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Monday, March 22, 2021

Predicting how US bishops' conference will treat Biden

Predicting how US bishops' conference will treat Biden, based on their criticism of Obama and Trump

Two Creighton University professors, Daniel R. DiLeo and Sabrina Danielsen, along with Creighton University senior Emily E. Burke read through thousands of columns and statements by U.S. Catholic bishops to determine how they discussed Presidents Donald Trump and Barack Obama in order to predict how the bishops would treat President Joe Biden.

Specifically, the researchers read 12,077 columns written by every ordinary U.S. Catholic bishop between June 2014 and June 2019 in the official publications for 171 of the 178 U.S. Catholic dioceses. At the national level, they compiled the 1,004 bishops' conference news releases from the same time period as the dataset of bishops' diocesan columns.

"What we found is that while individual bishops at the diocesan level were not less willing to criticize Trump than Obama by name (or conversely less willing to praise Obama than Trump by name), the converse was true at the national level," the researchers write in a commentary for NCR. "The U.S. bishops' conference was less willing to criticize Trump by name than Obama by name, it was less likely to praise Obama by name than Trump by name, and it had a higher percentage of unnamed criticism for Trump than Obama."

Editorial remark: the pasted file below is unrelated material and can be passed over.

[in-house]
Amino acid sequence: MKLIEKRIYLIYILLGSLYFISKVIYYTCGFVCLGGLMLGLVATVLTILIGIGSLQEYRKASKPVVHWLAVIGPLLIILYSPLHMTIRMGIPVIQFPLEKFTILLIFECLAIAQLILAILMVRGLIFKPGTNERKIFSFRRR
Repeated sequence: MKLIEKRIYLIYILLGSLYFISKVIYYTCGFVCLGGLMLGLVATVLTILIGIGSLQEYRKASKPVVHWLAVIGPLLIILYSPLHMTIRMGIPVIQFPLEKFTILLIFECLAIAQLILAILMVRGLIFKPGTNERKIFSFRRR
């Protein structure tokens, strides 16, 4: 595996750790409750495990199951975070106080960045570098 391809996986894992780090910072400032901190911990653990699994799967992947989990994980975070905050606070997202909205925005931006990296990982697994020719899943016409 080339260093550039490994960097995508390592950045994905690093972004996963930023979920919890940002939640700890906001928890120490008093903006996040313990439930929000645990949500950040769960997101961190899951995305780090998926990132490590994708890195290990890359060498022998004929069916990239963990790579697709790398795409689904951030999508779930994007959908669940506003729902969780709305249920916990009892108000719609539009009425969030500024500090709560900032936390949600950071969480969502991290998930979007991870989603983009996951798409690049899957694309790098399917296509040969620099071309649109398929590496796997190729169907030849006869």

You can read more of the commentary here.


In a weary America, pandemic stress lingers

Kelly McClatchy, an eighth grader at St. Patrick School in Malvern, Pennsylvania, is so done with the virus.

While she can spend socially distanced time outside with her friends, she loves to talk to them face-to-face, and she just can't do that right now, said Kelly. Nor can she see her large extended family.

"I do feel anxious, a lot, not able to go to them for everything, to lean on them for problems I'm having, or hanging out when I need things," she said. "I'm very anxious to get out of this situation and to be able to hang out with them more and have parties like we used to. But we're trying to find ways to have fun as it is."

Americans of all ages are experiencing a pandemic of stress-induced anxieties, potentially lasting longer than the viral one, say experts. That's in large part due to the sadness, isolation and uncertainty of a year battling a national (and international) outbreak of COVID-19. A recent poll by the American Psychological Association, presented in a report called "Stress in America," called the experience a "collective trauma."

Assessing the effects of the pandemic, in which he included "despair," Pope Francis himself said that the world is "seriously ill."

You can read more of the story here.

More background:

  • All of NCR's coverage of one year into the coronavirus pandemic can be read here.

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